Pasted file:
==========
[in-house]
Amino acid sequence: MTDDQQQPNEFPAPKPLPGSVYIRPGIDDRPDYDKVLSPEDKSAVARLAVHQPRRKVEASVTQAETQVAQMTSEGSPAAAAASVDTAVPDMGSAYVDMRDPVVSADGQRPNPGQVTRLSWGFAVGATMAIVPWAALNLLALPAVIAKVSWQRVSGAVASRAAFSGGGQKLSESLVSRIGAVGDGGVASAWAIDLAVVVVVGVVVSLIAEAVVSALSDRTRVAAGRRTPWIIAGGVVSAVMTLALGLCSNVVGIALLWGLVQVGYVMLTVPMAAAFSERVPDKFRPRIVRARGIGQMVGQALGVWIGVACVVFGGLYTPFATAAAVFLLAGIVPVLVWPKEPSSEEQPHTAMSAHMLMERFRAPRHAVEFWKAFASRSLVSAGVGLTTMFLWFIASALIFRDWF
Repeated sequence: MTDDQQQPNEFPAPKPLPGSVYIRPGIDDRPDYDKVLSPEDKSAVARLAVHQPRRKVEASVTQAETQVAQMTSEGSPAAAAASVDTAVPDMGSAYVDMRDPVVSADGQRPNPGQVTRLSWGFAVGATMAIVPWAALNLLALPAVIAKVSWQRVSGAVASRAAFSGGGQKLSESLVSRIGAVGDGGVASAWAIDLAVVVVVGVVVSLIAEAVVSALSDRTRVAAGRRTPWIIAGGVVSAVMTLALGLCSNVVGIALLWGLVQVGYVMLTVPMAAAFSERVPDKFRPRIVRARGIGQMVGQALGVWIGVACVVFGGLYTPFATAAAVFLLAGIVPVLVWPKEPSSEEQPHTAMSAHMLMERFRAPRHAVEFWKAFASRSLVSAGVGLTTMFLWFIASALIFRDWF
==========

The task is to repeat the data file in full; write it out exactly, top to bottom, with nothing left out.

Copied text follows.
[in-house]
Amino acid sequence: MTDDQQQPNEFPAPKPLPGSVYIRPGIDDRPDYDKVLSPEDKSAVARLAVHQPRRKVEASVTQAETQVAQMTSEGSPAAAAASVDTAVPDMGSAYVDMRDPVVSADGQRPNPGQVTRLSWGFAVGATMAIVPWAALNLLALPAVIAKVSWQRVSGAVASRAAFSGGGQKLSESLVSRIGAVGDGGVASAWAIDLAVVVVVGVVVSLIAEAVVSALSDRTRVAAGRRTPWIIAGGVVSAVMTLALGLCSNVVGIALLWGLVQVGYVMLTVPMAAAFSERVPDKFRPRIVRARGIGQMVGQALGVWIGVACVVFGGLYTPFATAAAVFLLAGIVPVLVWPKEPSSEEQPHTAMSAHMLMERFRAPRHAVEFWKAFASRSLVSAGVGLTTMFLWFIASALIFRDWF
Repeated sequence: MTDDQQQPNEFPAPKPLPGSVYIRPGIDDRPDYDKVLSPEDKSAVARLAVHQPRRKVEASVTQAETQVAQMTSEGSPAAAAASVDTAVPDMGSAYVDMRDPVVSADGQRPNPGQVTRLSWGFAVGATMAIVPWAALNLLALPAVIAKVSWQRVSGAVASRAAFSGGGQKLSESLVSRIGAVGDGGVASAWAIDLAVVVVVGVVVSLIAEAVVSALSDRTRVAAGRRTPWIIAGGVVSAVMTLALGLCSNVVGIALLWGLVQVGYVMLTVPMAAAFSERVPDKFRPRIVRARGIGQMVGQALGVWIGVACVVFGGLYTPFATAAAVFLLAGIVPVLVWPKEPSSEEQPHTAMSAHMLMERFRAPRHAVEFWKAFASRSLVSAGVGLTTMFLWFIASALIFRDWF